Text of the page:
The switching transistor Qt1 is constituted by source and drain regions 117 and 118 and a gate electrode 111. The switching transistor Qt2 is constituted by source and drain regions 127 and 128 and a gate electrode 116. The driver transistor Qd1 is constituted by source and drain regions 120 and 119 and a gate electrode 112. The driver transistor Qd2 is constituted by source and drain regions 125 and 126 and a gate electrode 115. The load transistor Q11 is constituted by source and drain regions 123 and 124 and a gate electrode 114. The load transistor Q12 is constituted by source and drain regions 122 and 121 and a gate electrode 113. Source connecting electrodes 139 and 140 of the driver transistor Qd1 and Qd2 serve as ground wiring layers. A source connecting electrode 147 of the load transistors Q11 and Q12 serves as a power supply wiring. A connection wiring 137 is connected to the gate electrode of the driver transistor Q11, the drain region of the load transistor Q12, the gate electrode of the load transistor Q11, and the drain region of the driver transistor Qd2 through contact holes 130, 131, 133, and 136, respectively. A connection wiring 138 is connected to the drain region of the driver transistor Qd1, the gate electrode of the load transistor Q12, the drain region of the load transistor Q11, and the gate electrode of the driver transistor Qd2 through contact holes 129, 132, 134, and 135, respectively.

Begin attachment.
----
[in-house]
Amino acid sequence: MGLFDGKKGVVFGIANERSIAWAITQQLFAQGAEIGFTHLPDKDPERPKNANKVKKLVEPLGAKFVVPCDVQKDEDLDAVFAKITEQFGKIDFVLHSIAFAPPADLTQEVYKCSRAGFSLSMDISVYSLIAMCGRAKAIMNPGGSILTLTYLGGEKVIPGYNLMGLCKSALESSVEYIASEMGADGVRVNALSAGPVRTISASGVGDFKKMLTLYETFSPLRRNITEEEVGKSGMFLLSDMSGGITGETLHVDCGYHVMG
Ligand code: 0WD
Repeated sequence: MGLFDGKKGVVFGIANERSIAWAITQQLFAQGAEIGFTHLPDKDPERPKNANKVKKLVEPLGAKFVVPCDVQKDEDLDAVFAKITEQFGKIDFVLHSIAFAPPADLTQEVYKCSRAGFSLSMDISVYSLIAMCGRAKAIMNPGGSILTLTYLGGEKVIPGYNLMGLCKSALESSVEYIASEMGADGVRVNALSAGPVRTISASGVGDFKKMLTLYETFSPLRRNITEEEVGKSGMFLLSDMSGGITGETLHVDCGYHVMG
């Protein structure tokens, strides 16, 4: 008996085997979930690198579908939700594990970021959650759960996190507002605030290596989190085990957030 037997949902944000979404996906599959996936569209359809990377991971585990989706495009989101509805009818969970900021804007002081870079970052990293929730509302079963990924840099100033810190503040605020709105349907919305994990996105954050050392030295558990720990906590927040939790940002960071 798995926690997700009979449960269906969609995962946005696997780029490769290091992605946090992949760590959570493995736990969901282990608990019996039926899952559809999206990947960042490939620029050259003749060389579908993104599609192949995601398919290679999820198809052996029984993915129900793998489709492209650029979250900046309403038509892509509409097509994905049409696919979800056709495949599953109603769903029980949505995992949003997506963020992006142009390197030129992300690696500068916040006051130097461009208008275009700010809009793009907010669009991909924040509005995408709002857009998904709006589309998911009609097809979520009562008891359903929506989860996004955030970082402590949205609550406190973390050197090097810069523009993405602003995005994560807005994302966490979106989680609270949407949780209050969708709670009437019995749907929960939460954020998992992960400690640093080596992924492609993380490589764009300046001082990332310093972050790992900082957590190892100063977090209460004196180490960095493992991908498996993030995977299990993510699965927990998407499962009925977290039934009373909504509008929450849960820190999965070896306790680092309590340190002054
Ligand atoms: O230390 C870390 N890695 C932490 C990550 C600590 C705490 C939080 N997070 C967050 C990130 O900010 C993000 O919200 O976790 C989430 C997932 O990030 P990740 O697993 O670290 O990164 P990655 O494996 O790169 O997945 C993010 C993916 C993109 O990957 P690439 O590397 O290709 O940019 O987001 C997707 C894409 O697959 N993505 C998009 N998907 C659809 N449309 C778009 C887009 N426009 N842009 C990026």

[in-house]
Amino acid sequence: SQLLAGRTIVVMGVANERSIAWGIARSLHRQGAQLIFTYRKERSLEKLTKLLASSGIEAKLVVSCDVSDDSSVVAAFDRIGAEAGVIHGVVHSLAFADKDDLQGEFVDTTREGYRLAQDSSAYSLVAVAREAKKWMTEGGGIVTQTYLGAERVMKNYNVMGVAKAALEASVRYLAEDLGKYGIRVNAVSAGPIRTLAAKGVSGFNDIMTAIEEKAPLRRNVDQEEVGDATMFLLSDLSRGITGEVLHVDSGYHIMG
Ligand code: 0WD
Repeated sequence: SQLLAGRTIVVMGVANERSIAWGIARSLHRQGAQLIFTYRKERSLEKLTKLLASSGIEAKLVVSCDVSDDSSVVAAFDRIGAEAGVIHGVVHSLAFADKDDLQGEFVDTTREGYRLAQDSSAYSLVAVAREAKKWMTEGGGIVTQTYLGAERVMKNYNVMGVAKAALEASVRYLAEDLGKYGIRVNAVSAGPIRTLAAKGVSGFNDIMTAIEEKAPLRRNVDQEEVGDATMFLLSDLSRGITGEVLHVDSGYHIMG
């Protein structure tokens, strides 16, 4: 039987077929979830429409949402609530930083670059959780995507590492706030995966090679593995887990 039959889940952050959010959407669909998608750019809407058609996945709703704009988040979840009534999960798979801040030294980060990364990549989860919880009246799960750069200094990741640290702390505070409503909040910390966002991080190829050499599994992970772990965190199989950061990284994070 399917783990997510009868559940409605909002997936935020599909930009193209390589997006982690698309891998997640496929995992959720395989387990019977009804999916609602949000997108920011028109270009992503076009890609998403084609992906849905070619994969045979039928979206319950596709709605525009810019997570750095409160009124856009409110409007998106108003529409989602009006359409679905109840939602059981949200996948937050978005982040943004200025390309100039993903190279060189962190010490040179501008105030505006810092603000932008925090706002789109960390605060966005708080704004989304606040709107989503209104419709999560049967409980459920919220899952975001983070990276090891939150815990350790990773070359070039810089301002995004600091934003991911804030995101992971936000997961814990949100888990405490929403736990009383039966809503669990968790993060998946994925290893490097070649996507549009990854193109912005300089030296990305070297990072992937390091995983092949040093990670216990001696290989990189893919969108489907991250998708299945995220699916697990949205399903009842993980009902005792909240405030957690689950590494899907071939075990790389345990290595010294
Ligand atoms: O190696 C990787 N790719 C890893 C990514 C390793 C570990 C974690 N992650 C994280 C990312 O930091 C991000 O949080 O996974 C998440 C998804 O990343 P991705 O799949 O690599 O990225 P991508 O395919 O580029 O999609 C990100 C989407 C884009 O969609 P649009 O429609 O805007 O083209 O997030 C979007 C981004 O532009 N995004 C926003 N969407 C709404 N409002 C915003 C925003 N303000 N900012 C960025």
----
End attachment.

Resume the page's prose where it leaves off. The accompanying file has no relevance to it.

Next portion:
This cell arrangement has the following features.

(1) The source and drain regions 119, 120, 126, and 125 and the gate electrodes 112 and 115 of the two driver transistors Qd1 and Qd2, the source and drain regions 123, 124, 122, and 121 and the gate electrodes 114 and 113 of the two load transistors Q11 and Q12, the source and drain regions 117, 118, 128, and 127 and the gate electrodes 111 and 116 of the two switching transistors Qt1 and Qt2, and the connection wiring 137 and 138 for connecting the gate electrodes and the source and drain regions are arranged symmetrical about a central point C of the cell.

(2) All the gate electrodes 111 to 116 of the MOSFETs are arranged in parallel.

(3) The source and drain connecting electrodes 139 to 147 of the MOSFETs are formed by self-alignment using a field insulating film as a mask.

Because of feature (1), the structures of portions where a memory node capacitance is formed in the cell are arranged symmetrical, so that the storage capacitances are equalized with each other to stabilize the storage state. Because of features (2) and (3), the sizes of the source and drain regions in a direction perpendicular to the gate electrodes are reduced to arrange the MOSFETs close to each other, thereby improving the degree of integration.